AI Decision-Making: Where are we now?

You’ve probably heard about artificial intelligence and seen its impact develop over the years. After all, why not? By automating vital activities and equipment, evaluating big datasets, empowering robotics, and enhancing productivity and customer experience, effective AI may drive an organization’s success. With AI spending expected to increase by more than 20% annually, businesses must get the basic knowledge to make informed decisions regarding their AI life cycle when the time comes.


We wanted to get a sense of where AI is right now and how decision-makers in businesses and government organizations are thinking about it. What kind of investments are they making? What advantages and disadvantages have they encountered? What does the future hold for artificial intelligence? As a result, we polled roughly 1,000 decision-makers from businesses and government organizations and combed the industry for external data. Here’s what we learned and find out how you can implement it to your thinking:


The use of artificial intelligence is on the rise


The benefit of AI is recognized by decision-makers. According to research, 66% have already reaped major benefits from their AI technologies and ecosystems. Commercial leaders perceive more profit and revenue, while government agency decision-makers see faster progress toward their purpose and goals. Only three main AI-enabling technologies had the greatest impact: machine learning, computer vision, and natural language processing. 


Bottom Line: AI is expected to play a larger role in operations and business models in the future, according to decision-makers and industry analysts, with a five-year CAGR of 32.7%. If you haven’t already begun your AI adoption journey, now is the moment to lay the groundwork and start integrating AI into your strategic and tactical business goals.


Data is still an issue


Analyzing massive datasets and discovering patterns is the most typical method that businesses use AI and benefit from it. Using data to its greatest potential, however, remains a hurdle. Our respondents claimed their companies either lack critical data inputs or don’t have a defined data acquisition and access plan. 


Bottom Line: Take on this issue right away and start gathering, cleaning, and storing your data in various formats and locations that your data scientists can access. If that isn’t an option, think about how you can gather or acquire the data you’ll need to get started with your top-priority use cases.


Trust is difficult to come by


AI continues to face cultural barriers. According to PwC research, 72% of organizations employing AI believe it will make their jobs easier in the future, while 63%  of consumers believe it will solve complex problems. According to our survey, nearly two-thirds of decision-makers (64%) claim their organization’s employees still don’t trust (or comprehend) AI-enabled advice. This lack of trust may be linked to automated analysis issues. 


Bottom Line: Begin with lower-risk AI applications that have a smaller impact in terms of scale and volume. Quick wins can help you develop confidence and trust in your organization’s procedures and tools, leading to increased adoption.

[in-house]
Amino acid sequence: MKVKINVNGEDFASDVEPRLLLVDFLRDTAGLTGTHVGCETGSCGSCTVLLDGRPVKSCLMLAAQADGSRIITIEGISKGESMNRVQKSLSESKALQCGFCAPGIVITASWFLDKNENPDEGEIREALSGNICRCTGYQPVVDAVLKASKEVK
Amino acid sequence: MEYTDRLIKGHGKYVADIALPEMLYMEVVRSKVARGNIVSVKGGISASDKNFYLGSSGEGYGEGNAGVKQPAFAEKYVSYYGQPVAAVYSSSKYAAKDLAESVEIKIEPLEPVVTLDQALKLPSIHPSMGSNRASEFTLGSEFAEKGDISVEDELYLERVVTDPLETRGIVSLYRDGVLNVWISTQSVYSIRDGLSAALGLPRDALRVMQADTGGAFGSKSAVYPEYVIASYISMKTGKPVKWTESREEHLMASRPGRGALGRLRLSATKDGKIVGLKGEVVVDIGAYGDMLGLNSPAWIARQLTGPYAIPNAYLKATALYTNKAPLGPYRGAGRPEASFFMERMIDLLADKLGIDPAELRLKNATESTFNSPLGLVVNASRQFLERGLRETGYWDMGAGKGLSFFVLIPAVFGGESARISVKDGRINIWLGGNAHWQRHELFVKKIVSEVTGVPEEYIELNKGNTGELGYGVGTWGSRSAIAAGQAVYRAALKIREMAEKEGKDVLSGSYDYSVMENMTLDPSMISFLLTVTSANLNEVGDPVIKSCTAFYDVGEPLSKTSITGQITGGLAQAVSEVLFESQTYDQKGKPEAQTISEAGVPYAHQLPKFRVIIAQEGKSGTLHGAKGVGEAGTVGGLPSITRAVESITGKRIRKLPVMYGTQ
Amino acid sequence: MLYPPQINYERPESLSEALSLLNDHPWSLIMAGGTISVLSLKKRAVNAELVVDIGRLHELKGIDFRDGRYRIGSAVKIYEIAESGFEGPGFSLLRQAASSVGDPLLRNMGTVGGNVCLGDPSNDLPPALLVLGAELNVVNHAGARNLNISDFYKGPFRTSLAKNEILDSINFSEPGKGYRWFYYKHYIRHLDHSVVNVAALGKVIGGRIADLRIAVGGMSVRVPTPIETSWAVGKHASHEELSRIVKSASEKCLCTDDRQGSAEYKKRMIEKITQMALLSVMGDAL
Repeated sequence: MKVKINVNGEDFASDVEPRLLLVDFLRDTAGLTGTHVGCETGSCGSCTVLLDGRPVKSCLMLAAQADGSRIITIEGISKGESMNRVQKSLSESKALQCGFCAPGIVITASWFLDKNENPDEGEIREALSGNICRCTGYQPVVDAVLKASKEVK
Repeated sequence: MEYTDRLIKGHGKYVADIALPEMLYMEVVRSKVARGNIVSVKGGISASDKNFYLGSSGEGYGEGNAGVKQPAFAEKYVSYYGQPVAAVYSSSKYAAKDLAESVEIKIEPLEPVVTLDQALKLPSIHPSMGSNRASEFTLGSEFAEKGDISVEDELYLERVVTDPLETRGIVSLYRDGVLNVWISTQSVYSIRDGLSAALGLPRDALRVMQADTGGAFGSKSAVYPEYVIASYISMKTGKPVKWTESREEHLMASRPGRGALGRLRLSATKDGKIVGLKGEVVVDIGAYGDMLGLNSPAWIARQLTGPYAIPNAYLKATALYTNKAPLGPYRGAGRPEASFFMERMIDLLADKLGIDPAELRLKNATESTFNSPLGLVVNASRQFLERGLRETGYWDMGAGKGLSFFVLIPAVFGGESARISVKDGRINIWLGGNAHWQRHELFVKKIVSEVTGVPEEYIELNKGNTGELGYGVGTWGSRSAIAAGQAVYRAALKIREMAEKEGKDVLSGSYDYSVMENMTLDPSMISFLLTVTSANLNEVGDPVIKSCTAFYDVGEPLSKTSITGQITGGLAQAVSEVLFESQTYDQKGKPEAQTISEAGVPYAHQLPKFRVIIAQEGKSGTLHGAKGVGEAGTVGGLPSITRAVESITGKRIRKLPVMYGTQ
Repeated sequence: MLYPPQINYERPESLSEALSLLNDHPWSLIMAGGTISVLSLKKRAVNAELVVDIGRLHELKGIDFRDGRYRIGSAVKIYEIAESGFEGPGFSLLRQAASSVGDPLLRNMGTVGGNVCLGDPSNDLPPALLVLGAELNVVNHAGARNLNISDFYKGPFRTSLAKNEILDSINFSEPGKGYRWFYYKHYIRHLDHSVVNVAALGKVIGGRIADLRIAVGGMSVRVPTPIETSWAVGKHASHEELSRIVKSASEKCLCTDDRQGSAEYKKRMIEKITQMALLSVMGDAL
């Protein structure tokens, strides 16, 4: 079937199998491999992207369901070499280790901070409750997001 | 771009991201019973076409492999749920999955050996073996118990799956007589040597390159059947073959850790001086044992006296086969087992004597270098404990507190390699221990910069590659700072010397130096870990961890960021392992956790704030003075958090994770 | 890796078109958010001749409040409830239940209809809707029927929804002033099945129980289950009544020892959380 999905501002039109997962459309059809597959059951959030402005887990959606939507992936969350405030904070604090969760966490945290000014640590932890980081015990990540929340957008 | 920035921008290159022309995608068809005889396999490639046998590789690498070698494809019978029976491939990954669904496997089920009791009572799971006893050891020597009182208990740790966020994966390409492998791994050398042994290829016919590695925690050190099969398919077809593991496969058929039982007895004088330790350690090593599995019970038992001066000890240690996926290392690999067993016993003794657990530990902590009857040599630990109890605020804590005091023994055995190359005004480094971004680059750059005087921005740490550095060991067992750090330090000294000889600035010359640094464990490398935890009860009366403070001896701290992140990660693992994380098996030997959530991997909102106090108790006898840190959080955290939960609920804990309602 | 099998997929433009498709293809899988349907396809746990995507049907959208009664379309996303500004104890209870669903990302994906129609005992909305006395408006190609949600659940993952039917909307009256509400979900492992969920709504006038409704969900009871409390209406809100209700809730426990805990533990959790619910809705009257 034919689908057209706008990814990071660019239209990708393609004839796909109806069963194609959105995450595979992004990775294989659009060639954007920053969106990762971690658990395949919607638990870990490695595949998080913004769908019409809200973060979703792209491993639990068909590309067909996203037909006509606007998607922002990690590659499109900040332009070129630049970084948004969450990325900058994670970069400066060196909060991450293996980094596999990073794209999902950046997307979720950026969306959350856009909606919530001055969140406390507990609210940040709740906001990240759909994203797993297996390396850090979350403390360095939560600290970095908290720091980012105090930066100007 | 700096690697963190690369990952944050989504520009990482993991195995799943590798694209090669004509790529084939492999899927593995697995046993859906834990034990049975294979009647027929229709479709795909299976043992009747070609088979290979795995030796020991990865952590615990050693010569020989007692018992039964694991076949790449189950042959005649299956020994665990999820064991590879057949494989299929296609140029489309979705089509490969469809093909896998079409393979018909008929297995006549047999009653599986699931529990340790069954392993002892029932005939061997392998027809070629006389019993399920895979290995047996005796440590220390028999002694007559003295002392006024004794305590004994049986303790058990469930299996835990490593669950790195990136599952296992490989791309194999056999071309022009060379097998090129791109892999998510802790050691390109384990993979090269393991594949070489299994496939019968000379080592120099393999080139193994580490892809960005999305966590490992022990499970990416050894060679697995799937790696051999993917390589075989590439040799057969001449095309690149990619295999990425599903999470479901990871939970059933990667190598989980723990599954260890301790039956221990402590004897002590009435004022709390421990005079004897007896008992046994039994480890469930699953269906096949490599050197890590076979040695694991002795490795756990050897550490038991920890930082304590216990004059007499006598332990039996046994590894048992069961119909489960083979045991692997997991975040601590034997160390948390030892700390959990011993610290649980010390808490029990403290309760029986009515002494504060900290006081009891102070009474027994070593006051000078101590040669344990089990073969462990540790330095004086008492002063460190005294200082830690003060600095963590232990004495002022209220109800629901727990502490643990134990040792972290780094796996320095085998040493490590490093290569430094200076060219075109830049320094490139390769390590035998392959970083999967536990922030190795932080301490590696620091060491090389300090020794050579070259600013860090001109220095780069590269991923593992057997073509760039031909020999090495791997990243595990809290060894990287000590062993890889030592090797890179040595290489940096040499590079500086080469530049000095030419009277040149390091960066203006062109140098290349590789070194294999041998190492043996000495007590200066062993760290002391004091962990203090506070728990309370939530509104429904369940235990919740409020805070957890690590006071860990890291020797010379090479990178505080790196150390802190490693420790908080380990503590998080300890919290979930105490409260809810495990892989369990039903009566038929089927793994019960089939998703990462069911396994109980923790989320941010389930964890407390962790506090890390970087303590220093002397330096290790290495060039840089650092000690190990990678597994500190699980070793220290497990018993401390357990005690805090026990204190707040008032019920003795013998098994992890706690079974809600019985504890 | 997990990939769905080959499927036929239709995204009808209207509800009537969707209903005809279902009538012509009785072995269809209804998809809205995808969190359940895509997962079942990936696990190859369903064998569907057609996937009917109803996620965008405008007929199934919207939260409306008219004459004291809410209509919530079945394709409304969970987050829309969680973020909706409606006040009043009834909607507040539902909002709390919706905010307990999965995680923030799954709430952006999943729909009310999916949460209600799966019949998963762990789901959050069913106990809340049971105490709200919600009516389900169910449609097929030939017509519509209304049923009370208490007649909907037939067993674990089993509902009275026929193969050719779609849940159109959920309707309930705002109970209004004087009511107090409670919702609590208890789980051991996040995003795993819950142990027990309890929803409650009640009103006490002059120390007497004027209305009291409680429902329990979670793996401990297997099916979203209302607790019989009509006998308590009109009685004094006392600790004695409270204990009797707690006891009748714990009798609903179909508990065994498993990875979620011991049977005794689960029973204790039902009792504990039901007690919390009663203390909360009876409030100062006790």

Safety is a top priority


Security concerns (such as remote access, hacking of AI technology, and data poisoning) are becoming more common across all commercial sectors and levels of government. 

Bottom line: Models are fragile and can be tampered with, causing model projections and, as a result, your actions to be influenced. Ascertain that you are completely aware of your risks and that adequate security policies are in place to safeguard your data, apps. 


The participation of external partners is crucial


Organizations and decision-makers invest in AI in a variety of ways, including collaborating with external suppliers and AI experts, making strategic hiring, and training current staff. However, most decision-makers think that working with external organizations to create AI skills is more cost-effective than building an internal team.


To deploy effective technology on time, more sophisticated enterprises, in particular, appreciate the value of collaborating with external vendors. Working with an external partner resulted in an average savings of 35% of the total expense. 

Bottom line: As businesses seek to fast adopt AI technology, external providers with best-of-breed solutions may be able to help them achieve differentiation and competitive advantage more quickly.


The status of artificial intelligence is robust, active, and increasing


It’s clear: today’s decision-makers are under pressure to determine which technological solutions, including AI, are best for their organization’s future. The pressure is increased by the need to get started. Any firm can move closer to realizing the business benefit of AI at scale by aligning tech investments with essential business objectives and choosing a plan or partner to manage your AI life cycle and interact with your data pipelines and front-end applications.



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Lovy Jain

Lovy Jain

Lovy Jain is a seasoned technology writer with over 7 years of experience. She is a software engineer who regularly collaborates with various organizations globally to write on the latest issues and topics pertaining to software products, solutions and services.

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